I usually fly to the Alps with Easyjet, as I find its flights the most convenient, flexible and frequent from my local airport. After noticing in June that the airline’s fee for sports equipment (and therefore ski carriage) had risen to £25 each way – up from £18.50 last winter; see here – I was keen to work out a way still to take all my stuff yet to keep my costs down.
The cost of ski carriage crops up regularly in threads on the ski forum Snowheads, and last summer I “talked” to people on the site who had successfully transported a ski bag stuffed with other clothing and equipment, and not consigned a regular bag (fee: £9 each way).
According to Easyjet’s own website (for relevant section see here), a ski bag is allowed to weigh up to 32kg. (Oddly, if you consign a regular piece of luggage as well, the total weight for both items remains 32kg.)
I decided to make this my new system. I bought an oversized, padded, 190cm Dakine ski bag with two wheels at one end (about £80 from Edge & Wax, including a Ski Club of GB 10pc discount).
In it, on my way back from Italy yesterday, I packed two pairs of skis, my ski touring boots, other hardware such as sticks, shovel and probe, plus my ski clothing and a few other bits and bobs – a good few, actually, including clothing and two bottles of wine I won in a raffle on new year’s eve (one in each ski boot). In fact, all that was left to go in my hand-luggage-rucksack was my laptop, camera and picnic.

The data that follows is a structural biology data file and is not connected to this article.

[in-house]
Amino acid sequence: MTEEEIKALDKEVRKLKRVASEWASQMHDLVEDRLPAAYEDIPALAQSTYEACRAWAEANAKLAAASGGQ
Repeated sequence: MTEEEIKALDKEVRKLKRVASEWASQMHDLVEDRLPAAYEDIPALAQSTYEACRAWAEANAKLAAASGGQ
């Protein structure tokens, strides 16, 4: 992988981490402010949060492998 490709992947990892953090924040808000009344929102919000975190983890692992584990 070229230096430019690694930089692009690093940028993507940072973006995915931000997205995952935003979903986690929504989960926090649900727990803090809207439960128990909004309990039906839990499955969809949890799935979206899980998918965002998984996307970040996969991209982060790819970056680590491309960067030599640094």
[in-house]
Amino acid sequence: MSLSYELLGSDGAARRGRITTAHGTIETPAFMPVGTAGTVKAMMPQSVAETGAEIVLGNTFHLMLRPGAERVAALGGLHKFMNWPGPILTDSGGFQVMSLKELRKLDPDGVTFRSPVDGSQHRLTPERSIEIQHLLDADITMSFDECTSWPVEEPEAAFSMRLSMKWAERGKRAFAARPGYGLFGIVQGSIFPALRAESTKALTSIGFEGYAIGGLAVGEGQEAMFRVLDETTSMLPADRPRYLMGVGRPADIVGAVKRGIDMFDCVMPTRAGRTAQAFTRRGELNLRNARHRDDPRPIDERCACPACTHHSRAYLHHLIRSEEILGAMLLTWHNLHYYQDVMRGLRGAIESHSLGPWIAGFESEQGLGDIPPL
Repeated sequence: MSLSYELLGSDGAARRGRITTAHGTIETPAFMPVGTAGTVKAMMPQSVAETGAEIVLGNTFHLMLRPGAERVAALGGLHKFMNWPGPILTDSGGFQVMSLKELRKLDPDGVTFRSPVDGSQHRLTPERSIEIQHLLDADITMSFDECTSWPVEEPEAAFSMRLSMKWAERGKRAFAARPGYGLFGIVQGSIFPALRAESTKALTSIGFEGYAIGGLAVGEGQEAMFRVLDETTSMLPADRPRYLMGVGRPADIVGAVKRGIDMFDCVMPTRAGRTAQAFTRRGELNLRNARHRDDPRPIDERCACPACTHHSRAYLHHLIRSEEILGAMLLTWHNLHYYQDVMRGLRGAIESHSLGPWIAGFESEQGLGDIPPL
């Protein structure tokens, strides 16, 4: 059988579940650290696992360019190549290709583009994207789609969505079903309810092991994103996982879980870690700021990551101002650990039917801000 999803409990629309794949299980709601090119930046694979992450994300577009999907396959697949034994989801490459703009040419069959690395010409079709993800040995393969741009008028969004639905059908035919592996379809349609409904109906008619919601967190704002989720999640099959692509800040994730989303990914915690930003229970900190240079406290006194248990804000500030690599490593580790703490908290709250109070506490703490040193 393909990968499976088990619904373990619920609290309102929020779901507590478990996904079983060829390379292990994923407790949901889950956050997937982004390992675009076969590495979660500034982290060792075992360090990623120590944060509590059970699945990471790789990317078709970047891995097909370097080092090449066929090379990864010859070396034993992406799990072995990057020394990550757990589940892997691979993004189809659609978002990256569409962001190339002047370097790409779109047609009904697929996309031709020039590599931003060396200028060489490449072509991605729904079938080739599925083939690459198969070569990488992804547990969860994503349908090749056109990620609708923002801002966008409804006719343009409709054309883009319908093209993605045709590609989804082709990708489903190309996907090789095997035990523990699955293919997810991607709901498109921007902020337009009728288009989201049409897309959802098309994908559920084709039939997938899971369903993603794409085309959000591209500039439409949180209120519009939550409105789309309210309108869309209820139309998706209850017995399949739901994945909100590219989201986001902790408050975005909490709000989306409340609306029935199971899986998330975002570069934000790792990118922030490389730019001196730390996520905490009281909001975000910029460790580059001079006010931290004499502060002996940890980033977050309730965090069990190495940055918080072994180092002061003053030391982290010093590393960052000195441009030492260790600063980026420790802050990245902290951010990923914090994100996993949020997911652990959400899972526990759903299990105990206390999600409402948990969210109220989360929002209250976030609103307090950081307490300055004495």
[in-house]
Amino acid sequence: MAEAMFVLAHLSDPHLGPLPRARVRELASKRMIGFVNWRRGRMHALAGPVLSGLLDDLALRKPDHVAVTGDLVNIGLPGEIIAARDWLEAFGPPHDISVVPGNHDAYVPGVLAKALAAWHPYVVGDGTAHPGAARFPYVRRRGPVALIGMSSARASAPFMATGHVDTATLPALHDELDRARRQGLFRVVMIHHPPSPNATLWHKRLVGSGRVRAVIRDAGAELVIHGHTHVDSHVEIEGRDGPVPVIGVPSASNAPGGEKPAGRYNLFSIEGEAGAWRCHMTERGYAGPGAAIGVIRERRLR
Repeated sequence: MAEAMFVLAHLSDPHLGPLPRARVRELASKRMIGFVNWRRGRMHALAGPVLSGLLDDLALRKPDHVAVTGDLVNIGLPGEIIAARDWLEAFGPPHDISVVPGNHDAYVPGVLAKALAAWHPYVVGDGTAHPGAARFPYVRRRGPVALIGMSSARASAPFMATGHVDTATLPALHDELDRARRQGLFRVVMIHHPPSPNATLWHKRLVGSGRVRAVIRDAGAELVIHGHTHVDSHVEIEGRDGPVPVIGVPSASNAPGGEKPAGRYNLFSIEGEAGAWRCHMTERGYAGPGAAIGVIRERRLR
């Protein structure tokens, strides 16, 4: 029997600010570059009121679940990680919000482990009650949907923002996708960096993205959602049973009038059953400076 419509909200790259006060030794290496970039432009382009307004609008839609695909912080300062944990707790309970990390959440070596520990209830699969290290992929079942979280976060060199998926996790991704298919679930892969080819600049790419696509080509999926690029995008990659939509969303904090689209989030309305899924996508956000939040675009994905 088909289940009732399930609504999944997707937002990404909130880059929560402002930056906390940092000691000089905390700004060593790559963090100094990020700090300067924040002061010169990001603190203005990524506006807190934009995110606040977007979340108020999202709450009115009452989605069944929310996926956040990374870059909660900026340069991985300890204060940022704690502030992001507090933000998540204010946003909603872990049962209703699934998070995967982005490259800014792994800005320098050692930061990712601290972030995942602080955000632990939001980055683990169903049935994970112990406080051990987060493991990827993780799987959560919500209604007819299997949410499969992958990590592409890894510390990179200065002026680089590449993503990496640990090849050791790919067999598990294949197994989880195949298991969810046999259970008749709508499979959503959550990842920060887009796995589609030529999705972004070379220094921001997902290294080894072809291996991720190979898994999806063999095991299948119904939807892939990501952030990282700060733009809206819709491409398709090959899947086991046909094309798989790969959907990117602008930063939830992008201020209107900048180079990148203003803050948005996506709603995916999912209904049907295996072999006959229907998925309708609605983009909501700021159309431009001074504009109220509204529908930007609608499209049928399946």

After an hour queuing at Milan Malpensa on one of the busiest travel days of the year, the moment of truth approached. The check-in supervisor frowned as he weighed in the ski bag at 27kg and attached to it a “HEAVY” tag. “Just sports equipment, is it?” he asked. I nodded and hurried off to give it to Signor Bulky Items before he changed his mind or suggested opening it up to check.
The main point of this post, however, is to tell you how deceptively tricky those huge, wheely ski bags are to manhandle around the place, especially if stuffed to capacity. (It didn’t help that I was also probably stuffed to capacity, too, after five days enjoying Alagna’s lovely restaurants.)
Sure, if there are no corners, steps, winding routes or narrow corridors, the bag is quite easy to pull along. But throw in a train or bus journey, a few flights of stairs, a queue, a trip to the loo, a walk along the busy departures hall, a snowy path, or anything that requires you to hold the bag upright or take it around a bend, and it’s a struggle.
So yes, ignoring the outlay, so far the baggage system has saved me an almighty £9. But it was a little nerve-wracking as I am not a good liar, and I did arrive home with rather sore arms…